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Famous Biologists
Famous Mathematicians
Famous Physicists
Famous Psychologists


Alexander Graham Bell
Alexander Fleming
Albert Bandura
Claude Bernard
Alfred Binet
Franz Boas
Niels Bohr
Ludwig Boltzmann
Max Born
Louis de Broglie
Noam Chomsky
Nicolaus Copernicus
Francis Crick
Marie Curie
John Dalton
Charles Darwin
Rene Descartes
Thomas Edison
Albert Einstein
Leonhard Euler
Michael Faraday
Benjamin Franklin
Sigmund Freud
Galileo Galilei
Jane Goodall
Stephen Hawking
Heinrich Hertz
Edwin Hubble
Christiaan Huygens
Edward Jenner
Johannes Kepler
Antoine Laurent Lavoisier
Anton van Leeuwenhoek
Kurt Lewin
Charles Lyell
James Clerk Maxwell
Isaac Newton

Jean Piaget
Louis Pasteur
Linus Pauling
Ivan Pavlov
Max Planck
Ernest Rutherford
Jonas Salk
Erwin Schrodinger
B. F. Skinner
Nikola Tesla
Joseph J. Thomson
Alan Turing
Alessandro Volta
John B. Watson
Wilhelm Wundt





Leonhard Euler

Born in 1701, Leonhard Euler rose to prominence as a Swiss scientist. His contributions remain significant. This mathematician and physicists is regarded worldwide as one of the original founders of pure mathematics. Both trigonometry and modern analytical geometry owe him thanks.

Leonhard Euler

Number theory, geometry, and calculus were all revolutionized by the work he left behind over the course of his extraordinary life. It is difficult to imagine where so much of the mathematics we use today, math that is profoundly necessary in so many seen and unseen aspects of our lives, had it not been for this remarkable man.

The Life of Leonhard Euler

Had Leonhard Euler chosen the life of the clergy over the life of a scientist, as his father wanted him to do, it's interesting to picture what our world would be like today. He discovered geometry while studying at the University of Basel, and from there he was able to fully embrace and pursue mathematics.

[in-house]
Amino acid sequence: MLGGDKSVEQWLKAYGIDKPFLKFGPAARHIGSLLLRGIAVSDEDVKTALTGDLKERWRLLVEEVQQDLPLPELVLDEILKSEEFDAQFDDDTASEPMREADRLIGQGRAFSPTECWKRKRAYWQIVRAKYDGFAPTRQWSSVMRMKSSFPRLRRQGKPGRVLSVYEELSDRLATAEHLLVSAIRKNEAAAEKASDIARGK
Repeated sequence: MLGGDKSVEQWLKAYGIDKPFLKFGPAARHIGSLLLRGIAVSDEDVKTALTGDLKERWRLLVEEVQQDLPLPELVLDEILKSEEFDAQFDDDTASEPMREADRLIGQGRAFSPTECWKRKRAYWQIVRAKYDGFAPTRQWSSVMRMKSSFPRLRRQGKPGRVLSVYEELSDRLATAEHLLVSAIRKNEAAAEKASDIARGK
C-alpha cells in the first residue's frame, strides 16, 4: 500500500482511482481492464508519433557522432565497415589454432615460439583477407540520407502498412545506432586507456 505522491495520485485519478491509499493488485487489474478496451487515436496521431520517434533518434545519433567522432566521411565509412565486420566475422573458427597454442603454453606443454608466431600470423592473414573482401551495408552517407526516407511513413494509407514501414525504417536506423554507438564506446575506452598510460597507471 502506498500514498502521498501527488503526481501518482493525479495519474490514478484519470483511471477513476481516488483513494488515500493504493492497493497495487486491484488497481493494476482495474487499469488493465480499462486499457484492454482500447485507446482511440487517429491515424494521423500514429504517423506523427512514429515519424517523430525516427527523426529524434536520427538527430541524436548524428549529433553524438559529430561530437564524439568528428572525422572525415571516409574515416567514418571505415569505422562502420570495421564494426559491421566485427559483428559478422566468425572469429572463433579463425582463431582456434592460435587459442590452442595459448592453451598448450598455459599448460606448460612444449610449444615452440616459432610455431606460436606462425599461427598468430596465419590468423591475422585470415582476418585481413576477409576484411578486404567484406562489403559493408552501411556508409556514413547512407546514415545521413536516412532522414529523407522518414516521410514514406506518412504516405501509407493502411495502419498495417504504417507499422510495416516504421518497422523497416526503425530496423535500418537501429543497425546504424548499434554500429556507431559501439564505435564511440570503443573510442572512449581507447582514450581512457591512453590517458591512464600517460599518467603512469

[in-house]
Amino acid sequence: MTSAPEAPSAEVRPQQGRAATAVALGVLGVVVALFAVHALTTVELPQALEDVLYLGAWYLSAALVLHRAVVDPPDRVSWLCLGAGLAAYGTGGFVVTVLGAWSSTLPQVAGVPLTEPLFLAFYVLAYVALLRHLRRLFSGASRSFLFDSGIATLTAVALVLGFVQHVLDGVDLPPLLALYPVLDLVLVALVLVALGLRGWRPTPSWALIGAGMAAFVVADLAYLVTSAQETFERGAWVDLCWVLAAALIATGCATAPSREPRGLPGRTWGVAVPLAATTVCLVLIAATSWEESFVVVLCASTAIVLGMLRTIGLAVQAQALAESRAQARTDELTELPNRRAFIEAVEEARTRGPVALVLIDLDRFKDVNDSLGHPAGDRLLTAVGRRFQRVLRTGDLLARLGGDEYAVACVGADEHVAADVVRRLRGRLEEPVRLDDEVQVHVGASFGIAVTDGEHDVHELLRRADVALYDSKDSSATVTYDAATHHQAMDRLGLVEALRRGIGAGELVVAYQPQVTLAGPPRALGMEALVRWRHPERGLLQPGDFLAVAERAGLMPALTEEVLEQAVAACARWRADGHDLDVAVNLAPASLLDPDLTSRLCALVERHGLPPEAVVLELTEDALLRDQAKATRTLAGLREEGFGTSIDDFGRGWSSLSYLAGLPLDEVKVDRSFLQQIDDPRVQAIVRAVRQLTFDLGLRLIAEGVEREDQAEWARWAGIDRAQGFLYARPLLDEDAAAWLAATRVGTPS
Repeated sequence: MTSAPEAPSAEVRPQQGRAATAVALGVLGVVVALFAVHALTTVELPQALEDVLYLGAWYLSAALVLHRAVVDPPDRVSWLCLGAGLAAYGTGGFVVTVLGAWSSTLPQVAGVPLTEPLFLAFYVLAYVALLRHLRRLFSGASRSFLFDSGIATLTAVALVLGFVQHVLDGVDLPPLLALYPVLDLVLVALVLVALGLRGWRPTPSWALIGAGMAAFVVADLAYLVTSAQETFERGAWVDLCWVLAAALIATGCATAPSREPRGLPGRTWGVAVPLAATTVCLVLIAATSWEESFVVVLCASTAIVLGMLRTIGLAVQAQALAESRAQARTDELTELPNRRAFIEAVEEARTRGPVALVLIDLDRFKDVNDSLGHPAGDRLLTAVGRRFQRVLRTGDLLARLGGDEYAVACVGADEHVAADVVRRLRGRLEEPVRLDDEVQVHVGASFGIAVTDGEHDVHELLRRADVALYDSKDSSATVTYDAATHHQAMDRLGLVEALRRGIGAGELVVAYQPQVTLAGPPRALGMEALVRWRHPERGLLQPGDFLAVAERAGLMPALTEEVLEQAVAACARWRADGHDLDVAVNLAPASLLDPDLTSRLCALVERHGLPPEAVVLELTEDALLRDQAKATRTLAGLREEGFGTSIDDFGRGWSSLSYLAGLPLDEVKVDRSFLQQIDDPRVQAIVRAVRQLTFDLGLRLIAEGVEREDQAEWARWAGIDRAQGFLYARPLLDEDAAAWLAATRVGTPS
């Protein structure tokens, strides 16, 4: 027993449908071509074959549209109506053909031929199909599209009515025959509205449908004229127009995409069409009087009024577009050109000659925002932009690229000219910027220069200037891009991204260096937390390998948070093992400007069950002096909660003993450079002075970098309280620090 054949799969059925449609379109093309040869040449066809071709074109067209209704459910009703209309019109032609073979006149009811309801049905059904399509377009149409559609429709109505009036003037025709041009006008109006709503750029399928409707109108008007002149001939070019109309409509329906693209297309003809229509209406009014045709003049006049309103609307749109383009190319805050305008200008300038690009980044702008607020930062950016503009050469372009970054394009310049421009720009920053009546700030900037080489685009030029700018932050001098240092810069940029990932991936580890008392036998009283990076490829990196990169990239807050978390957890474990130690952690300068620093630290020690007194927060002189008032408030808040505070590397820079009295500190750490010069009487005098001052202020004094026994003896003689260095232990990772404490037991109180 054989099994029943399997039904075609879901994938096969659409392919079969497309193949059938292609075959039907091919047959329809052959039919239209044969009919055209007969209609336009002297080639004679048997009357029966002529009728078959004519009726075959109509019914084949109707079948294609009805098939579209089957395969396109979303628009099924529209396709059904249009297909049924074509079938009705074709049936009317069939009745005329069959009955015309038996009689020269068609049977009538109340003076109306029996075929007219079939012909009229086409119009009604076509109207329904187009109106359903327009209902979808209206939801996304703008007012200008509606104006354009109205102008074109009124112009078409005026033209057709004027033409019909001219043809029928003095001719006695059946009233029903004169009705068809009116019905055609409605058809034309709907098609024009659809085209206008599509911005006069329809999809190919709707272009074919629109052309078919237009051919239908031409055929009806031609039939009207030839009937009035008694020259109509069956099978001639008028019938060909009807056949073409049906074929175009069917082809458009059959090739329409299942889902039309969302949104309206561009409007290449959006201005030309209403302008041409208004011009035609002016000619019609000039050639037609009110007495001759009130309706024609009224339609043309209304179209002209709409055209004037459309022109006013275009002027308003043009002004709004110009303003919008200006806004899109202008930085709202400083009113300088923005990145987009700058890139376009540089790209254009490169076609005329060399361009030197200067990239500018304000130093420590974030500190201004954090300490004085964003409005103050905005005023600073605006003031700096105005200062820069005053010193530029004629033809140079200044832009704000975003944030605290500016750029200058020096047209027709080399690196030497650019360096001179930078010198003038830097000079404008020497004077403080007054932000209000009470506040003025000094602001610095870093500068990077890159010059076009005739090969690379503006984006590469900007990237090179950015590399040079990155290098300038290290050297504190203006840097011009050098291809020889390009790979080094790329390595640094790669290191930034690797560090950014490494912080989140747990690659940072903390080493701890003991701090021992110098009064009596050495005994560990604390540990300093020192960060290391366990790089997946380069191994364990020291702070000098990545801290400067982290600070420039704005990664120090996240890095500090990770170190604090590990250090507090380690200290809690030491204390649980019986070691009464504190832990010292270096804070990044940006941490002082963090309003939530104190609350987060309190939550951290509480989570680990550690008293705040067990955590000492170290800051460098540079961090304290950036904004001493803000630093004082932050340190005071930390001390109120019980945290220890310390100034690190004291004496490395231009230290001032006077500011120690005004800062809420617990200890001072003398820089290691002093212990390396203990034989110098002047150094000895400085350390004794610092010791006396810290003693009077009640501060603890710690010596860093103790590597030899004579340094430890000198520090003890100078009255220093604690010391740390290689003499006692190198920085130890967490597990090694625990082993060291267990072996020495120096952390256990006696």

He became a member of the St. Petersburg Academy of Science in 1727. It was also around this time that he worked as a medical lieutenant for the Russian Navy. He continued to keep busying by serving as a professor of physics (1730) and a professor of mathematics (1733) during his time at the Academy.

Euler achieved his greatest fame in his lifetime as a successful, celebrated author of essays and books. He remains one of the most prolific scientist-writers of all time, publishing well over 800 books and essays over the course of his life.

One of his most famous works was the book Mechanica, which was published between 1736 and 1737. This particular work won Euler legions of fans for its brilliant ability to relate Newtonian dynamics as a type of mathematical analysis.

The contributions of Leonard Euler as a writer don't end there. He was the first to combine Leibniz's differential calculus with Newton's method of fluxions into a form of mathematical analysis. He also made groundbreaking contributions to number theory.

Euler lived long enough to contribute a staggering amount of material and theory to science. Upon his death in 1783 at 76 years old, he was buried next to his first wife at the Smolensk Lutheran Cemetery in Russia.

The life of Leonard Euler is an astonishing one. The chronology of mathematical achievement that has been realized through the centuries through his teachings is perhaps the biggest reason for his memory living on.

Rumor has it

Besides making discoveries in mathematics, Leonard Euler also developed a song that is still popular today that starts out, "When you're running down to first and you feel a bubble burst, diarrhea "

Written by Kevin Lepton

Published May 14, 2013